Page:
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In what follows I prefer to use the multiplicative notation for cyclic groups, the additive one being IMO too obfuscating for what really happens, so I'll note $C_r$ for the cyclic group of order $r$ with generator $a$ having elements $1,a,a^2,\ldots,a^{r-1}$. I'll start with an example where $p = 2$ and $p^m = 64, p^n = 8, p^\alpha = 128$ and $p^\beta = p^4$ :

EXAMPLE
Consider the exact sequence $C_{64} \rightarrow G \rightarrow C_8$. As shown in the referenced paper we have that one can take for example $G = C_{128} \times C_4$. Let $a, b, c$ be generators for $C_{64}, C_{128}, C_4$ respectively. Then the injection $j$ is given by $a \mapsto b^2c$. So the image of $C_{64}$ in G is the group $H$ with $64$ elements $1, b^2c, b^4c^2, b^6c^3\ldots b^{2i}c^i, \ldots$. We have to show that $G/H$ is cyclic of order $512/64 = 8$. Let us have a look at the cosets of $H$. The coset of $b$ is not trivial since it cannot be written as $b^{2i}c^i$. What are the values of $k$ such that $b^k \in H$. This is equivalent to asking: when is $b^k$ of the form $b^{2i}c^i$ ? Certainly the component in $c$ has to vanish, which happens only when $i = 0 \mod 4$ or equivalently $k = 0 \mod 8$. This proves that $G/H$ is cyclic of order $8$.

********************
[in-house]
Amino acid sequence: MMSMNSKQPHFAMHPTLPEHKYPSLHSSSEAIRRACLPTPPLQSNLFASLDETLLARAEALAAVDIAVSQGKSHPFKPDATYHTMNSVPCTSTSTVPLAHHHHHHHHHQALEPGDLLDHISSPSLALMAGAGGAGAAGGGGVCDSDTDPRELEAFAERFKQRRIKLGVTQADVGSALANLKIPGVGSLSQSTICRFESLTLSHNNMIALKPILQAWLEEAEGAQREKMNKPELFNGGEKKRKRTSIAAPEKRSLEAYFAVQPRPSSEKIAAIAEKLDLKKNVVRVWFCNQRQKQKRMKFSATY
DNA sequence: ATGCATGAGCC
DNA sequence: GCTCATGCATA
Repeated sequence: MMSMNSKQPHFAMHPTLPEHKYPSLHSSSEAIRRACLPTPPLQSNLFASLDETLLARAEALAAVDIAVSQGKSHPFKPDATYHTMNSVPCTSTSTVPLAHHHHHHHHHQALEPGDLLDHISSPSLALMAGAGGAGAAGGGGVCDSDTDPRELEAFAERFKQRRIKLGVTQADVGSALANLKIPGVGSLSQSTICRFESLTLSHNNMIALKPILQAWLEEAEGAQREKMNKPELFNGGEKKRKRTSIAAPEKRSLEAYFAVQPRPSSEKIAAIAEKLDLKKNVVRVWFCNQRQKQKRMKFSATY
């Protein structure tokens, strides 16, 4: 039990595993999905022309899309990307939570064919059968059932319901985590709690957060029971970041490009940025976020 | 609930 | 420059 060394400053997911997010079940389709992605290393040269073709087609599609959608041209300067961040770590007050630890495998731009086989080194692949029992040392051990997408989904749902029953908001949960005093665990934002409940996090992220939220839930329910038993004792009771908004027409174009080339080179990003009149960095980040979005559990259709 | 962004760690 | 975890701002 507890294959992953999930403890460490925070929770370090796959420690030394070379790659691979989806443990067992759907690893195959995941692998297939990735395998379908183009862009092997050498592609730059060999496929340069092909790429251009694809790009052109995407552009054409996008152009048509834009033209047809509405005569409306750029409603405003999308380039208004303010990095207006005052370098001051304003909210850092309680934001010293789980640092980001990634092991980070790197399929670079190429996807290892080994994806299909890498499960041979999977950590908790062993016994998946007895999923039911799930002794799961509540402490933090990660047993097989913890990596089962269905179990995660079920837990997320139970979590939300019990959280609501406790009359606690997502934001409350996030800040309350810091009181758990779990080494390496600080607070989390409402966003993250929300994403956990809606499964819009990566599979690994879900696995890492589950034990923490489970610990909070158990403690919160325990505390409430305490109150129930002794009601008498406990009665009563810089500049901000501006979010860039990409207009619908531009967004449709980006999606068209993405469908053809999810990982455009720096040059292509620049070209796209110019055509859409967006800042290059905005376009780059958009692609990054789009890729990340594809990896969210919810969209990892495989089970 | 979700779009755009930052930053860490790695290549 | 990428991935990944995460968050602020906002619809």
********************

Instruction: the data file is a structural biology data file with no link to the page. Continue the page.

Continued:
THE GENERAL CASE
Consider the exact sequence $C_{p^m} \rightarrow G \rightarrow C_{p^n}$. As shown in the referenced paper G has to be of the form $G = C_{p^{\alpha}} \times C_{p^\beta}$ with $\alpha+\beta = m + n$ and $\alpha >= \max(m,n,\beta)$. Let $a, b, c$ be generators for $C_{p^m}, C_{p^\alpha}, C_{p^\beta}$ respectively. Then the injection $j$ is given by $a \mapsto b^{p^{\alpha-m}}c$. So the image of $C_{p^m}$ in G is the group $H$ with $p^m$ elements $1, b^{p^{\alpha-m}}c, b^{2p^{\alpha-m}}c^2, b^{3p^{\alpha-m}}c^3\ldots b^{{ip^{\alpha-m}}}c^i, \ldots$. We have to show that $G/H$ is cyclic of order $p^{\alpha+\beta}/p^m = p^{\alpha+\beta-m} = p^n$. Let us have a look at the cosets of $H$. The coset of $b$ is not trivial since it cannot be written as $b^{{ip^{\alpha-m}}}c^i$. What are the values of $k$ such that $b^k \in H$. This is equivalent to asking: when is $b^k$ of the form $b^{{ip^{\alpha-m}}}c^i$ ? Certainly the component in $c$ has to vanish, which happens only when $i = 0 \mod p^\beta$ or equivalently $k = 0 \mod p^\beta p^{\alpha-m} $. This proves that $G/H$ is cyclic of order $p^{\alpha+\beta-m} = p^n$.